Tag: Mike Klein

What We’re Watching at the Capitol

By Mike Klein    Mike KleinEditor, Georgia Public Policy Foundation The General Assembly returns Monday for Day 22 with Crossover Day 30 scheduled for March 3 and adjournment scheduled Wednesday March 20.  Below are some of the bills related to recent Foundation policy proposals:   Criminal Justice Reform: With fewer than half of the Legislature’s calendar remaining, criminal justice reform legislation has not yet made its appearance.  The 2014 bill is expected to closely follow recommendations from the Council on Criminal Justice Reform.  Elements would include public and private sector enhancements to help former felons find employment.  The goal of this year’s legislation is program development to reduce recidivism, which is the rate at which former prisoners return to incarceration within… View Article
Update:  House Judiciary Chairman Rep. Wendell Willard said Tuesday morning that he would wait “a few days” before asking that this legislation be considered on the House floor. By Mike Klein Mike KleinEditor, Georgia Public Policy Foundation “Icemageddon” will delay until next week House consideration of civil forfeiture legislation but when the bill is announced, do not expect to find Georgia sheriffs applauding from the rafters. “Unfortunately, we are going to oppose the bill,” Decatur County Sheriff Wiley Griffin said when he testified before House Judiciary last Thursday on behalf of the Georgia Sheriffs’ Association.  Sheriffs have opposed civil forfeiture reform since last year but conversations last week appeared to create at least the sliver of a chance they might… View Article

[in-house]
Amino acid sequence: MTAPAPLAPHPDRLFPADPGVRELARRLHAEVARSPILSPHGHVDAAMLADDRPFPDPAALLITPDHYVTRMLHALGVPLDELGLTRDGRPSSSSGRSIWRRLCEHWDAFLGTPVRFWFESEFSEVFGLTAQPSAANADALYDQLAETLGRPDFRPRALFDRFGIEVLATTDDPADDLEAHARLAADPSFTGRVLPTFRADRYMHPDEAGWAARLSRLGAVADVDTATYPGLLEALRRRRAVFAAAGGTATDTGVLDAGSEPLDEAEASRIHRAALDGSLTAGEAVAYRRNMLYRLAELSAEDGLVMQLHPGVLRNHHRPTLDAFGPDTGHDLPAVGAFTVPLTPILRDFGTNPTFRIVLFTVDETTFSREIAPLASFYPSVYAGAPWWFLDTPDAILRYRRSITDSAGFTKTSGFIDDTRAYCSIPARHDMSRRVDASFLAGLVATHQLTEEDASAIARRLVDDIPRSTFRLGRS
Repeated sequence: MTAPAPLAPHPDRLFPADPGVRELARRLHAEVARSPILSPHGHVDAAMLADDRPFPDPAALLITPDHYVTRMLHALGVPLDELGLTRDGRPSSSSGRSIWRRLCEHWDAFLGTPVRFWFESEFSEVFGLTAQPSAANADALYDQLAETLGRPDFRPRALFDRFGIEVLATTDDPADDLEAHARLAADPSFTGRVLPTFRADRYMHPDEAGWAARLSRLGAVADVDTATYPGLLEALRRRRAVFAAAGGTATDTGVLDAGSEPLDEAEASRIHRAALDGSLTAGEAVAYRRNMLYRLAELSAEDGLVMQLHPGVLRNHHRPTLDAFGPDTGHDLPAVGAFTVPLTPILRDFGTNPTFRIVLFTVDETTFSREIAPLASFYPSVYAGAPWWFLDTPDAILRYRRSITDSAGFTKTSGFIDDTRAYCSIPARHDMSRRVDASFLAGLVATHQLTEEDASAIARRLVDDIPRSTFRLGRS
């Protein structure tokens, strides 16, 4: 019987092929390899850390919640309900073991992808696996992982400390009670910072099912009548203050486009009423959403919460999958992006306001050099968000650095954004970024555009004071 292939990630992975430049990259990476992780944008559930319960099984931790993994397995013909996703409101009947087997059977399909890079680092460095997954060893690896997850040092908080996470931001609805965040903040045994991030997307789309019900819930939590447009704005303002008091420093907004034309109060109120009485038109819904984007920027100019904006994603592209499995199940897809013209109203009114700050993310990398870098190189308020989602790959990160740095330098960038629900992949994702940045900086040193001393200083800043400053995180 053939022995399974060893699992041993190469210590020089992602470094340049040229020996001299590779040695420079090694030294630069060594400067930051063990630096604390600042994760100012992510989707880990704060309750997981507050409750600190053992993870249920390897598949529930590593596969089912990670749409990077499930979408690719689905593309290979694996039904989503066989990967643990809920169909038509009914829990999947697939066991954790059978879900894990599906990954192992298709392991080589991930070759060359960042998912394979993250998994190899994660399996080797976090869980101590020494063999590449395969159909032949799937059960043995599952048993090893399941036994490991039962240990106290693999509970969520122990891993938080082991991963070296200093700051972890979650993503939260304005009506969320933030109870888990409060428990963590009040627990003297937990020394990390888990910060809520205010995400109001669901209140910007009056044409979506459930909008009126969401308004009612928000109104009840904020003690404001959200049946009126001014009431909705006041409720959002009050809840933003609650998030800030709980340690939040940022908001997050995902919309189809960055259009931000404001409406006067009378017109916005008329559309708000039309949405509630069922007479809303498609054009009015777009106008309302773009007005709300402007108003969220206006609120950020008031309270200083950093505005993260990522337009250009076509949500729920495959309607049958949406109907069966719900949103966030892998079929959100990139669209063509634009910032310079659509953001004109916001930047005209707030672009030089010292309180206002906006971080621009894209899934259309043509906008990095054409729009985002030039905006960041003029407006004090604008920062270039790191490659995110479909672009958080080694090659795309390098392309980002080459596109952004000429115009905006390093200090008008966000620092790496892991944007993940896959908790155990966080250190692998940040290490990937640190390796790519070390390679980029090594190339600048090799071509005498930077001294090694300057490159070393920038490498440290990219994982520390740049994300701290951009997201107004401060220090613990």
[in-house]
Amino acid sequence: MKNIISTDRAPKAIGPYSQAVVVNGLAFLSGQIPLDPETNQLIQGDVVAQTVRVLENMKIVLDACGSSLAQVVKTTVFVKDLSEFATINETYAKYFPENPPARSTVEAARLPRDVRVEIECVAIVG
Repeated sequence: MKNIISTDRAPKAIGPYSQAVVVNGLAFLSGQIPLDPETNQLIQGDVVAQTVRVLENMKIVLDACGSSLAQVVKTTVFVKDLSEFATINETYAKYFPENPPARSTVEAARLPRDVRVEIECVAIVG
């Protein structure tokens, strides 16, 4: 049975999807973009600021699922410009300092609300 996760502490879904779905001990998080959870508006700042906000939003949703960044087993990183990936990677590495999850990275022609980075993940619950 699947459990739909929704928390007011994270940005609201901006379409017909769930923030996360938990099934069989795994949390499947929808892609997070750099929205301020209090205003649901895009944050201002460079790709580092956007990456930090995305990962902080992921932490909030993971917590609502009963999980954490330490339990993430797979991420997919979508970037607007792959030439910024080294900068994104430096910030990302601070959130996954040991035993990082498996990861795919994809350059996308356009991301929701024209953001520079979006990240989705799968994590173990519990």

Foster Care Reform Bill on Senate Hearing Calendar Today

By Mike Klein Mike KleinEditor, Georgia Public Policy Foundation Brittany Jean and Crystal Williams sat in a State Capitol hearing room last week listening to a discussion about whether Georgia should expand the role of foster care private providers.  Then they had their chance to talk about what it’s really like growing up as foster care teenagers. “What I care about is making sure that this bill encompasses things that really help us because at the end of the day the youth don’t care about who’s doing it, how they’re doing it (or) what the funding is,” Brittany Jean told a Senate subcommittee.  “They care about their success.” Jean credited her success to church involvement as one of her foster… View Article

What Do Y’all Do?

By Benita M. Dodd BENITA DODD Kelly McCutchen, the Big Guy at the Georgia Public Policy Foundation, came into my office this morning to show me the Google Analytics for the Foundation’s Web site. For those who don’t know Google Analytics, it’s Google’s breakdown of where people alight on the Foundation Web site. (For those who don’t know the Foundation’s Web site, it’s www.georgiapolicy.org!) The page with the most visits? “Who We Are.” I’m not surprised. Elected officials on both sides of the aisle read us and heed us – or not.  Georgia State Senator Fran Millar, for example, says, “The ability to call on the Georgia Public Policy Foundation and its network of experts for research… View Article

Friday Facts: February 7, 2014

It’s Friday! Events  February 26: Tired of Washington’s out-of-control spending? The Foundation’s February 26 Leadership Breakfast focuses on the “The Case for the Compact for a Balanced Budget,” keynoted by Nick Dranias of the Goldwater Institute. The 8 a.m. event at the Galleria Centre in Cobb County is open to the public; registration is $25 per person. Find out more here; register online by Monday, February 24, at http://bit.ly/LewuTz. (Please note: This event is NOT at the Georgian Club.) March 5: You are invited to join the Foundation’s celebration of 23 years of promoting liberty in Georgia at its Annual Dinner at the Cobb Galleria Centre. The keynote speaker is Daniel Garza, a first-generation American… View Article